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December 1927


Author Affiliations

SAN FRANCISCO; Major, Medical Corps, U. S. Army WASHINGTON, D. C.

Arch Intern Med (Chic). 1927;40(6):786-799. doi:10.1001/archinte.1927.00130120045003

The diagnosis of sprue is as yet on an unsatisfactory basis. In the late or advanced stages of the disease, clinical recognition is comparatively easy. In its earlier and initial course, it is recognized with considerable difficulty and uncertainty, and diagnosis really rests on its later development into a more or less classic picture. So far as evidence is available, we do not find a close correspondence between the symptoms and the gross pathologic condition. This observation leads to the inference that disturbance of function precedes the establishment of objective cellular changes by a variable and indefinite time. In this respect sprue resembles subacute myelinic degeneration of the spinal cord.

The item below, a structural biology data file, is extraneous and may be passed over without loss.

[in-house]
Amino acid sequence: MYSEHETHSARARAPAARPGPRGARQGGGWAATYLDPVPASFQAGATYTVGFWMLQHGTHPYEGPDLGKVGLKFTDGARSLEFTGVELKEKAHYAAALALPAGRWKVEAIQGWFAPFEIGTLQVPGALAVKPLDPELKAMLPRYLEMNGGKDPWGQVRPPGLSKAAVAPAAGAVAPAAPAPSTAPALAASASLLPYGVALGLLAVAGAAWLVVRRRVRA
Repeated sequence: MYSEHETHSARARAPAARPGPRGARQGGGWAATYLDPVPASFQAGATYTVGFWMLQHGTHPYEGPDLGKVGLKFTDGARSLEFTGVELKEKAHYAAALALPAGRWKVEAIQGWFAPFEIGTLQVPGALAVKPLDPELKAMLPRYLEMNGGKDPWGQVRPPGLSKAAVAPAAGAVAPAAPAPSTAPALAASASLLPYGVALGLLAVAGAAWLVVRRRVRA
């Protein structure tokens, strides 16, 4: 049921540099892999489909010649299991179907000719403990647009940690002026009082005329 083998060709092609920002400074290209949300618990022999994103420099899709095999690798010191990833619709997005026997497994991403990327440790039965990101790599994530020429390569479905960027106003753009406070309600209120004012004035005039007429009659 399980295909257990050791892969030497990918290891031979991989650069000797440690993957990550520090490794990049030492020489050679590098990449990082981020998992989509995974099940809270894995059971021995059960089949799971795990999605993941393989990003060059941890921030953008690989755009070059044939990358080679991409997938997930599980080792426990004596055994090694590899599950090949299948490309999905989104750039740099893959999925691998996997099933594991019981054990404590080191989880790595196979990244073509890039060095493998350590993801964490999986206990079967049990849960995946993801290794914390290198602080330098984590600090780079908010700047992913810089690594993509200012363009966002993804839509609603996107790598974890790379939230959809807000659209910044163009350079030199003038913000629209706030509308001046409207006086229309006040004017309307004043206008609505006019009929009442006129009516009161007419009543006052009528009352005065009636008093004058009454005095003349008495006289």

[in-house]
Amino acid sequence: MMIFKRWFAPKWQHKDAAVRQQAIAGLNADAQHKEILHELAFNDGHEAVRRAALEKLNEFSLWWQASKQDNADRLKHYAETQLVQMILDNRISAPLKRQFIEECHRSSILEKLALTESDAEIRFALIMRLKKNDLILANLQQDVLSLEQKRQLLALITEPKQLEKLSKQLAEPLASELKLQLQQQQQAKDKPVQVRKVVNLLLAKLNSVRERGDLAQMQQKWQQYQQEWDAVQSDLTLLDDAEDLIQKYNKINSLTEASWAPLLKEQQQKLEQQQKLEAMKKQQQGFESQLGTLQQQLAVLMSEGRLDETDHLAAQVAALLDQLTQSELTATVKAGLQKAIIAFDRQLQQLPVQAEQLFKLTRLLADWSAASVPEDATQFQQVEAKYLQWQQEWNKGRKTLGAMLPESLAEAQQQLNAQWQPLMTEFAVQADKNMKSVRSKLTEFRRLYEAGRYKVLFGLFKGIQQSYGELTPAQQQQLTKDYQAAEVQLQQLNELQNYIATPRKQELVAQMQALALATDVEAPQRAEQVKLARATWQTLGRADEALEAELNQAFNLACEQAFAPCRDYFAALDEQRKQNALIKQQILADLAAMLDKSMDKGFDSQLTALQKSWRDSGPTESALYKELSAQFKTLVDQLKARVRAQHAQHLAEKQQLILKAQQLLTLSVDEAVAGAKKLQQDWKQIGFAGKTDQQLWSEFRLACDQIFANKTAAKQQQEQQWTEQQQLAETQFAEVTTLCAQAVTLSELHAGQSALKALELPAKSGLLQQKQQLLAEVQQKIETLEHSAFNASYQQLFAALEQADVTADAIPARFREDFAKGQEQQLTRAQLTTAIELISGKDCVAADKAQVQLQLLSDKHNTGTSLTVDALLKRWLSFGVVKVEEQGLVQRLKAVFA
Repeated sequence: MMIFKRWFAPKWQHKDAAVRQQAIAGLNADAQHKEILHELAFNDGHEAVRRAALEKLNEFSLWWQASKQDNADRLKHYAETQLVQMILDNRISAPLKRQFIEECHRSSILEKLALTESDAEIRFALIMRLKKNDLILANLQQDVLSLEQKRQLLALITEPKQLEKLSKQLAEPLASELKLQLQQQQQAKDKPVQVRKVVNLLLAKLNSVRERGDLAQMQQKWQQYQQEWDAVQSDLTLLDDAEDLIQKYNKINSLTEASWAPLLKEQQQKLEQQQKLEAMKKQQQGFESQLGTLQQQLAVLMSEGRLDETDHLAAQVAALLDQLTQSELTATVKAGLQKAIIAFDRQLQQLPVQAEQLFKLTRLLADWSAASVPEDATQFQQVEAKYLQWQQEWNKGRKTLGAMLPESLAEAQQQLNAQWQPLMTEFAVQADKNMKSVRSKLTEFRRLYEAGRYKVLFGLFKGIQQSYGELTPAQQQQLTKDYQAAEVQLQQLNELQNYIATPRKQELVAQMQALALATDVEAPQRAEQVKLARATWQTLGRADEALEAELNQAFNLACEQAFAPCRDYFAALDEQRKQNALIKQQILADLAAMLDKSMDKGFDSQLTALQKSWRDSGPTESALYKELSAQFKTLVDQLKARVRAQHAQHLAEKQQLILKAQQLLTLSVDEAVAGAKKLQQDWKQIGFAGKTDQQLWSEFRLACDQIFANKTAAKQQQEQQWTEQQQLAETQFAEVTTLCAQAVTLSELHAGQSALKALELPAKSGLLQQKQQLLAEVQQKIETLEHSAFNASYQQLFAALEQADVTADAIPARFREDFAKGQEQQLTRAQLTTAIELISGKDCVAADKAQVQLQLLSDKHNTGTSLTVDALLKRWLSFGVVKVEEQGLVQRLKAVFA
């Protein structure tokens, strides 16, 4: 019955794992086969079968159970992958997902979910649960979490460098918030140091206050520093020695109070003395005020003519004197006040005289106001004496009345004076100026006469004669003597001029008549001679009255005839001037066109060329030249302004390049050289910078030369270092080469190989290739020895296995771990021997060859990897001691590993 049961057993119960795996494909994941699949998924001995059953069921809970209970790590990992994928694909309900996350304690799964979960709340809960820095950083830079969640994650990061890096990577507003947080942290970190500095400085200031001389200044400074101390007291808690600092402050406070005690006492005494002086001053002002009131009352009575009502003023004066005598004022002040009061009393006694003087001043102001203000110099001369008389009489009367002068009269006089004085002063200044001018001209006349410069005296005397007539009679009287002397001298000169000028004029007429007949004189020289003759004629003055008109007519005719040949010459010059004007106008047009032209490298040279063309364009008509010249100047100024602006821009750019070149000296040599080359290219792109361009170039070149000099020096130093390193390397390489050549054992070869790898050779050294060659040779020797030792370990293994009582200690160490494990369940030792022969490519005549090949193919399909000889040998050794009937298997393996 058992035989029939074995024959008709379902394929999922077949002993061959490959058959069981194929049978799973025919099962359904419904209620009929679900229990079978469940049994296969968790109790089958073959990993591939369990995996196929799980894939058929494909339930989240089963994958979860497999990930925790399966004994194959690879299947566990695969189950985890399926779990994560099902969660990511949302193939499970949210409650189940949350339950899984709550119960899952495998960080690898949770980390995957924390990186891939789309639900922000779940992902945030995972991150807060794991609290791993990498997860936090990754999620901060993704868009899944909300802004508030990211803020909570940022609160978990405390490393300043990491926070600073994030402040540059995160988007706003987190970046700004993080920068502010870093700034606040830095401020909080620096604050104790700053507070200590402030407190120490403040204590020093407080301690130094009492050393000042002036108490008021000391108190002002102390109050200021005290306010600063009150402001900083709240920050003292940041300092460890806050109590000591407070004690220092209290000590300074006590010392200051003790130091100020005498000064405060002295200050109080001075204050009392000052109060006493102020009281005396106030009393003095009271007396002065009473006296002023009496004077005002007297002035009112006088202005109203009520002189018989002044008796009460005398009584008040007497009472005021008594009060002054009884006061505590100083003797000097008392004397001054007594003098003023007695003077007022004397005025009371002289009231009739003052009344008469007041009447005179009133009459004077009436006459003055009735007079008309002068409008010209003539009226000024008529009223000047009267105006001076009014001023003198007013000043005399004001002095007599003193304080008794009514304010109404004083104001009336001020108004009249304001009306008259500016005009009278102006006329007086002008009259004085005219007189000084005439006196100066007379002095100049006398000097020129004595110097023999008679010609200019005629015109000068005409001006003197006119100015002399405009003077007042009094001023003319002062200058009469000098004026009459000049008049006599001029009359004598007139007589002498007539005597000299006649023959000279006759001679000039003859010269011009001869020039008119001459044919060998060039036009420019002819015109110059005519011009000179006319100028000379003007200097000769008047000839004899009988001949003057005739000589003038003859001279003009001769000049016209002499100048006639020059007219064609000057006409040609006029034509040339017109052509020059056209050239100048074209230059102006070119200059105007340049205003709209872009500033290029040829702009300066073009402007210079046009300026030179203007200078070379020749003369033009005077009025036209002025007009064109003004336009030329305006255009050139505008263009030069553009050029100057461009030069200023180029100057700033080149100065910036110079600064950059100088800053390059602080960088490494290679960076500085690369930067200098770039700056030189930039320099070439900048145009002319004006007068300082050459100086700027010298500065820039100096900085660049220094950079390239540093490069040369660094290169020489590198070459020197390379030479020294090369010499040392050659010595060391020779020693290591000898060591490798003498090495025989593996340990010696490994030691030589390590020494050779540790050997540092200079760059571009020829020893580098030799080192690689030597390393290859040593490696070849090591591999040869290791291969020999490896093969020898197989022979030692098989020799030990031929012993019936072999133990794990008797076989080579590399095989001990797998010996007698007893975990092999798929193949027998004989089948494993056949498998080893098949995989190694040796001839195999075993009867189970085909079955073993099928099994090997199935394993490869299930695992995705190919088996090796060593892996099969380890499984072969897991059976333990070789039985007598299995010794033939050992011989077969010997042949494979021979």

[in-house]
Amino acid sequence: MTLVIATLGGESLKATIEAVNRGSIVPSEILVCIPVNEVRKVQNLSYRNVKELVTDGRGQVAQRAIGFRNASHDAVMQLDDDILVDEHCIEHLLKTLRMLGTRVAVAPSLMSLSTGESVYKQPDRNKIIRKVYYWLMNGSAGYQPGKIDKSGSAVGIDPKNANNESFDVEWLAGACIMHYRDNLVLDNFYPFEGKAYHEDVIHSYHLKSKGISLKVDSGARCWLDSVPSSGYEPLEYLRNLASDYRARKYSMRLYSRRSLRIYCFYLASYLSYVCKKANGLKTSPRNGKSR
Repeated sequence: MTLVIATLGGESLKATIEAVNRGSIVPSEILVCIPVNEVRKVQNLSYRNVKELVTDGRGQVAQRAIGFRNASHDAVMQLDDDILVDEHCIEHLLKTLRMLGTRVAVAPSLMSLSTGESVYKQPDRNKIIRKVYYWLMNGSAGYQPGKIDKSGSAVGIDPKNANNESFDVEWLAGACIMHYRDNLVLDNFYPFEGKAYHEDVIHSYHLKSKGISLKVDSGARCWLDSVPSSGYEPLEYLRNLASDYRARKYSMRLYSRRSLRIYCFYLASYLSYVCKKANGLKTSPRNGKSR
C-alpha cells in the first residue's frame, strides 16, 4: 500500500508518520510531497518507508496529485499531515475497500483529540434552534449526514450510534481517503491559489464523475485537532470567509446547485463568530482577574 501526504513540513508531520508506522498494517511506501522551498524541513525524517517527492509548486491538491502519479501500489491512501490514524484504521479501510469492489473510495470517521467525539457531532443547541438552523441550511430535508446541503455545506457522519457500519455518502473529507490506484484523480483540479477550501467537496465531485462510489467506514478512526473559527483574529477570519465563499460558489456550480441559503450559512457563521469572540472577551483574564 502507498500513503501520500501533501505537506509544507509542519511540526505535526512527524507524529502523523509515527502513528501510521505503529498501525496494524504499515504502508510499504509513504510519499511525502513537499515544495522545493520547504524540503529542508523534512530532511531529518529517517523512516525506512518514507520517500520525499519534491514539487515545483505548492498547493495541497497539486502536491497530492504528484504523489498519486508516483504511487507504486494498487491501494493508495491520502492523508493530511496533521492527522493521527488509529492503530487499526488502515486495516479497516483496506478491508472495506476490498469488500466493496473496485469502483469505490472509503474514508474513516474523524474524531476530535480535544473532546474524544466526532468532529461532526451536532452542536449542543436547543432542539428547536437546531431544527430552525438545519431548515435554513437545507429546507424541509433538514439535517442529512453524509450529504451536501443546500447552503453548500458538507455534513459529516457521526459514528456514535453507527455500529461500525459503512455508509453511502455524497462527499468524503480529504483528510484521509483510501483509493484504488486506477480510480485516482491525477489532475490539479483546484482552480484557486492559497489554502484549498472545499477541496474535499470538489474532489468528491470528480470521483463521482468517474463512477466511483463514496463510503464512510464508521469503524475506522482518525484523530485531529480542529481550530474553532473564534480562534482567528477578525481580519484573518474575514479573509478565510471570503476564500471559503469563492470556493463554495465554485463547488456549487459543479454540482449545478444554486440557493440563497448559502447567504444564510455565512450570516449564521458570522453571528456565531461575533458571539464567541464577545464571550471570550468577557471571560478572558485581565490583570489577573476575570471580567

A diagnosis based on the characteristic diarrhea, stomatitis and afebrile course does not include many early cases which later prove to be sprue. Moreover, after this classic picture has been present even for years, one or all of these features

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